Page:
Dangote Refinery has concluded plans to raise $750 million through bonds to complete its refinery project in the Lekki, Lagos State, Fitch Ratings has said its company’s overview and report.
The 650,000 barrels per day (bpd) integrated refinery and petrochemical project will help in reducing Nigeria’s petroleum refining cost as well as the cost of transportation.
The refinery project was initially scheduled for completion in 2019, but fund-related complications and the COVID-19 pandemic threw a spanner in the work and the completion period was pushed forward to 2023.
At least $1.1 billion is required to complete the facility which has been postponed twice in the last four years. According to Fitch Ratings, Dangote Industries Limited (DIL), Dangote planned to raise $750 million from the Nigerian bond market with Dangote Oil Refining Company Limited (DORC) and Dangote Fertiliser Limited (DFL), DIL’s subsidiaries, to be used as co-obligors under the proposed programme.
Part of the funds will be disbursed to finance the $1.1 billion extra cost for the completion of the refinery project, while the rest of the capital would be sourced from either asset sale in Dangote Cement or the refinery project itself in a bid to avoid another extension and complete the refinery project next year.
It said: “If the transaction is not successful, or should completion costs overrun or market conditions in the cement or urea sector deteriorate materially, we do not believe that DIL’s existing creditors would have further lending capacity.“We believe that further asset sales, either in cement or stakes in the projects, would be the more likely options to address funding of the refinery.”It would be recalled that at a recent foreign investors’ meeting in New York, the Central Bank of Nigeria (CBN) ‘s Governor, Godwin Emefiele stated that Nigeria’s import of petroleum products that accounts for 30 per cent of its forex can be reversed by the successful commencement of operations at the Dangote Refinery.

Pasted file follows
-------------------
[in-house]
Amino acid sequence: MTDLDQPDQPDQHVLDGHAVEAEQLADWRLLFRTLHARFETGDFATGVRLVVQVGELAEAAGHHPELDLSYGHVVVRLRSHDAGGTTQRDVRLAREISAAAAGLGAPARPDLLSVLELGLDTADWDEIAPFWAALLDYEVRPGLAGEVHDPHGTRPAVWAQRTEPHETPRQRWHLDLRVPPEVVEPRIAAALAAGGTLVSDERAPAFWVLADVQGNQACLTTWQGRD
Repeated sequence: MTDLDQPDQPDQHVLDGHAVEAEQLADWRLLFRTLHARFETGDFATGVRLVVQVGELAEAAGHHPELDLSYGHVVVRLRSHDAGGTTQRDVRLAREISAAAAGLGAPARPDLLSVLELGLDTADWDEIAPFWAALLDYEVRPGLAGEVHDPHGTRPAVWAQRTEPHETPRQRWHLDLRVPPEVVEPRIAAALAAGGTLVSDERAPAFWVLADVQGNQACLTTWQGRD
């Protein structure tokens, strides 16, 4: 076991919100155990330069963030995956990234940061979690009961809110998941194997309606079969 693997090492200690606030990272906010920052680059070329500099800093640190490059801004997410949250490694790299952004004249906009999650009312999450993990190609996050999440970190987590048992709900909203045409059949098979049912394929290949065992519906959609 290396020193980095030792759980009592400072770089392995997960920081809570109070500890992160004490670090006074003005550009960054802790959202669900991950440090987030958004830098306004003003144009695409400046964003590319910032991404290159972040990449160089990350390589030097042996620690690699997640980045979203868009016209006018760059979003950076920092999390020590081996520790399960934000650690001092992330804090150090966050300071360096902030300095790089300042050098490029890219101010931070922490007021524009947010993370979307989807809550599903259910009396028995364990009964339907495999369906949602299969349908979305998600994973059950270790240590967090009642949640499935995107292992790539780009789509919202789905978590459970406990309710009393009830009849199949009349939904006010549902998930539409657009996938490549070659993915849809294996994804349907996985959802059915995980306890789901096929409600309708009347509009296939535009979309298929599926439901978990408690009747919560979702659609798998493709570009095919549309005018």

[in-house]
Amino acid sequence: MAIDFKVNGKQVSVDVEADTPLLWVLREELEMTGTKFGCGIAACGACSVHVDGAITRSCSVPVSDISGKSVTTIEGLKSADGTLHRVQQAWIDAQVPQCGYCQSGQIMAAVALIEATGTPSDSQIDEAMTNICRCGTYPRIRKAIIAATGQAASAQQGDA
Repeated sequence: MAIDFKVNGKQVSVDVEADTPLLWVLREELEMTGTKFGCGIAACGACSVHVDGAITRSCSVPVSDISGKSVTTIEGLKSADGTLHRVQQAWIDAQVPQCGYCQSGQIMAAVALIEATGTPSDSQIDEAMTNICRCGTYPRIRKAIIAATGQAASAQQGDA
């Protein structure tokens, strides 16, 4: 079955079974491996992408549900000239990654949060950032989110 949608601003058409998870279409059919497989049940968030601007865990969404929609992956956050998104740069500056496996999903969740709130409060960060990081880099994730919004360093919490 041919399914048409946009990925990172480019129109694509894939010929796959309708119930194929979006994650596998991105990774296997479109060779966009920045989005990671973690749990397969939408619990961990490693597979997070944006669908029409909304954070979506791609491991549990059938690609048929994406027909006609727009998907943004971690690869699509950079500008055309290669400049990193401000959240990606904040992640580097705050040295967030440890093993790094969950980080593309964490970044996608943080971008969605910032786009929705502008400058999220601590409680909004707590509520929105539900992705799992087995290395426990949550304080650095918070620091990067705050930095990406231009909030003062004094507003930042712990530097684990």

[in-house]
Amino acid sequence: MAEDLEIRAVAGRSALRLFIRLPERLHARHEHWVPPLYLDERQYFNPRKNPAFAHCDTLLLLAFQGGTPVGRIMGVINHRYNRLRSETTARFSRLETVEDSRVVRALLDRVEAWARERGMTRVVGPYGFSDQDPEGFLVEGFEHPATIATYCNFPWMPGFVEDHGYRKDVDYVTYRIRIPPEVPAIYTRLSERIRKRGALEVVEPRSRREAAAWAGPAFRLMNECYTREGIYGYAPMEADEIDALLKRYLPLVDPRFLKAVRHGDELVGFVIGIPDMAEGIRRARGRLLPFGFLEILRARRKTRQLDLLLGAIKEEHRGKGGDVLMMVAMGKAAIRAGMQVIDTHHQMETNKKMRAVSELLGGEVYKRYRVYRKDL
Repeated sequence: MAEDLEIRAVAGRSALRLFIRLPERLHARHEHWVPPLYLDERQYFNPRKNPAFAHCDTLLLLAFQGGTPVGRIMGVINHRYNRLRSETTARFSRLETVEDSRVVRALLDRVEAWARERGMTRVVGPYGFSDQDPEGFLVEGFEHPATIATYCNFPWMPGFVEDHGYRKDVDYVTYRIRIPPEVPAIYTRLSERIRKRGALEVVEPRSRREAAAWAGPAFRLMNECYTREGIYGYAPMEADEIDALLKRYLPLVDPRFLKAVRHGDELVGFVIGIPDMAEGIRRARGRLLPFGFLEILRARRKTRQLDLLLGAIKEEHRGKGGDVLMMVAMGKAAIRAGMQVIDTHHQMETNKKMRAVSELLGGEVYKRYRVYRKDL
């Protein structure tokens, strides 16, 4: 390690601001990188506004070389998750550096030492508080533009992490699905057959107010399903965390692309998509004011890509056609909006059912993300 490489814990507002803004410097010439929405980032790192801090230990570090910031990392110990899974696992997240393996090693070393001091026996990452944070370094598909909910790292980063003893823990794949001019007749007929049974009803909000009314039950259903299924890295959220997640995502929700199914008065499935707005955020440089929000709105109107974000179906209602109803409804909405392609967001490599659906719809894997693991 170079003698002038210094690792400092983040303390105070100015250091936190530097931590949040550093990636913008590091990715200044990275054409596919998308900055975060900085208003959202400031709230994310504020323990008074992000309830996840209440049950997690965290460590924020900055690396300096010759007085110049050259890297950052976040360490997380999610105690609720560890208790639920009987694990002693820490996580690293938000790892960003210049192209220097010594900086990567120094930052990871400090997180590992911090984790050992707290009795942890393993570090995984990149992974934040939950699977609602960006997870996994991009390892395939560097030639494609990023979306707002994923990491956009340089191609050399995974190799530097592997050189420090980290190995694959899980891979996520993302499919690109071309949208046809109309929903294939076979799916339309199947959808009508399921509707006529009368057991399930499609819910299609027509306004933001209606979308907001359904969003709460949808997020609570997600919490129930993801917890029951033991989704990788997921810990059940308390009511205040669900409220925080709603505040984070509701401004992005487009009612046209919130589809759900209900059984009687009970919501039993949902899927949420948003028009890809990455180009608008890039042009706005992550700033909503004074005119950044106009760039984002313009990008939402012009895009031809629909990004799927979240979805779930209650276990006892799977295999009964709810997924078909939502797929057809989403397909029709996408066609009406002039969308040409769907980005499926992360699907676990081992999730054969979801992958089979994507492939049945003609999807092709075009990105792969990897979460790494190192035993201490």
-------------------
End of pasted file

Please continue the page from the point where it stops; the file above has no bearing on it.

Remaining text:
He noted: “The Dangote refinery once it begins production would be a major FX saving source for Nigeria,” the Governor said, adding that “if the 650,000” daily barrels that will be produced from the refinery will “be sold in Naira it would be a major FX saver for Nigeria.”Nigeria’s dollar supply challenges come from its dependency on the foreign earnings from crude oil, which has continued to account for over 90 per cent of its dollar source.
Although on the rise, the falling global crude price always reduces the dollar supply in Nigeria which consequently leads to the naira devaluation. The continuous devaluation of Nigeria’s local currency has remained a key concern for both local and foreign investors who are looking to preserve the purchasing power of their savings and investments. Foreign investors have had their money trapped in Nigeria’s debt market since March 2020 amid a dollar shortage.